But with splits emerging in government over how to handle the issue in a post-Brexit world, the topic will remain high on the agenda in the years ahead. Last week ended with reports that foreign secretary Boris Johnson had let EU ambassadors know that he supports the freedom of movement.
This was emphatically denied by Boris, who says he was misquoted and that in fact he supports controls on immigration. One thing is clear though: Boris isn’t an anti-immigration politician. While dealing with the fallout from last week’s story, he also suggested (perfectly sensibly) that international students should be removed from the government’s migration figures.
In this he will likely find an ally in chancellor Philip Hammond, who (as foreign secretary) sided with George Osborne on the issue when the former chancellor clashed repeatedly with Theresa May on the policy. Since then, May has moved from home secretary to the top job in No 10 and still appears committed to a net migration target in the tens of thousands.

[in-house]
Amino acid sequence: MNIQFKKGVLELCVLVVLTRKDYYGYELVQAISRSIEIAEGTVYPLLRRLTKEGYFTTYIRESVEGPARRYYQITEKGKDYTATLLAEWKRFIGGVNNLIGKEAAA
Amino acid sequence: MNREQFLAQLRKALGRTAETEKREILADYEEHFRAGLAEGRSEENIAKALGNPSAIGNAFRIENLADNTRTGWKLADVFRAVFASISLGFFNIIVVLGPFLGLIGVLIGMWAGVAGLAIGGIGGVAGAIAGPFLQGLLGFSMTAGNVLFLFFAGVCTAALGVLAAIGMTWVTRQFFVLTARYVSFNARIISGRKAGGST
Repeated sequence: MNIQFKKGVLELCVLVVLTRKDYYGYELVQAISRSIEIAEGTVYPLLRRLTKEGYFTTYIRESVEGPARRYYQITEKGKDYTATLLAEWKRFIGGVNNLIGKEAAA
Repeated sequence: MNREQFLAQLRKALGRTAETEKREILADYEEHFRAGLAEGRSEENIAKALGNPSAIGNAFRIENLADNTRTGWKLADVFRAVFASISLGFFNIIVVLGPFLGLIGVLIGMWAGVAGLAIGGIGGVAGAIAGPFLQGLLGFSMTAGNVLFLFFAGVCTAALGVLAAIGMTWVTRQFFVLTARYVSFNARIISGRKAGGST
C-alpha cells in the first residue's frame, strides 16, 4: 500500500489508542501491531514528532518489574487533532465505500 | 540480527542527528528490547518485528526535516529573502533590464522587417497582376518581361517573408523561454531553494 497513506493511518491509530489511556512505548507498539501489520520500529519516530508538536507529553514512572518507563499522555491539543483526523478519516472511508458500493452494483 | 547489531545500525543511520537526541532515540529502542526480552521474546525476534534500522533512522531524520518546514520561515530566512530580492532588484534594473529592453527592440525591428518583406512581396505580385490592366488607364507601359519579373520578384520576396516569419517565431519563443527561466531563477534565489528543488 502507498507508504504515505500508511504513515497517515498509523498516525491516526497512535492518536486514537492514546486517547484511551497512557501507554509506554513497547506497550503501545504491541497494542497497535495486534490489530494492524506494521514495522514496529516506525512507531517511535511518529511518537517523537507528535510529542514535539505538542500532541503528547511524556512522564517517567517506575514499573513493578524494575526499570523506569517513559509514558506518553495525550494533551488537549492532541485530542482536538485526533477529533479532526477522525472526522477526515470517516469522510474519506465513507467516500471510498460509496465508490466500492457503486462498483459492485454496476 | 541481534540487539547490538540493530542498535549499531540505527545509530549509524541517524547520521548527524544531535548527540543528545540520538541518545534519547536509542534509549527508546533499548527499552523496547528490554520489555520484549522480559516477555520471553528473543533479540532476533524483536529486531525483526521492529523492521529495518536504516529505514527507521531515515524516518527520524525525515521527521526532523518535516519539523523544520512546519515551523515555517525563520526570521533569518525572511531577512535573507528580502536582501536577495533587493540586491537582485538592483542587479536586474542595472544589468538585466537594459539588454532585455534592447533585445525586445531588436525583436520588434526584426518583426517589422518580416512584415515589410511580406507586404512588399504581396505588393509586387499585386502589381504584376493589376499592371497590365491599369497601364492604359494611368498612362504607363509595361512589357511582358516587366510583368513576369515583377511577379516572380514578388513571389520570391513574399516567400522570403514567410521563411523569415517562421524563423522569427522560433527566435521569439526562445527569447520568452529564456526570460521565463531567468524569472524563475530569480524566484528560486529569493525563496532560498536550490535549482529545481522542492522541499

Meanwhile, Brexit secretary David Davis has suggested the government will act to ensure key sectors retain access to migrant labour. This could mean hospitality, agriculture and the care sector, as well as financial services, academia and technology. Facebook and Google have both committed to large-scale investment in the UK in recent weeks, but have also both made the point that access to international talent remains of vital importance. It appears their concerns have not fallen on deaf ears.
All of this marks a welcome change from the government’s anti-migration rhetoric of previous months, which at one stage included a ludicrous threat to force companies to publish a register of foreign employees. If the foreign secretary, chancellor and Brexit secretary can make the case for a liberal and pragmatic post-Brexit immigration settlement, it would be welcome. There has never been a more important time to demonstrate that the UK plans to remain an open and outward-looking economy.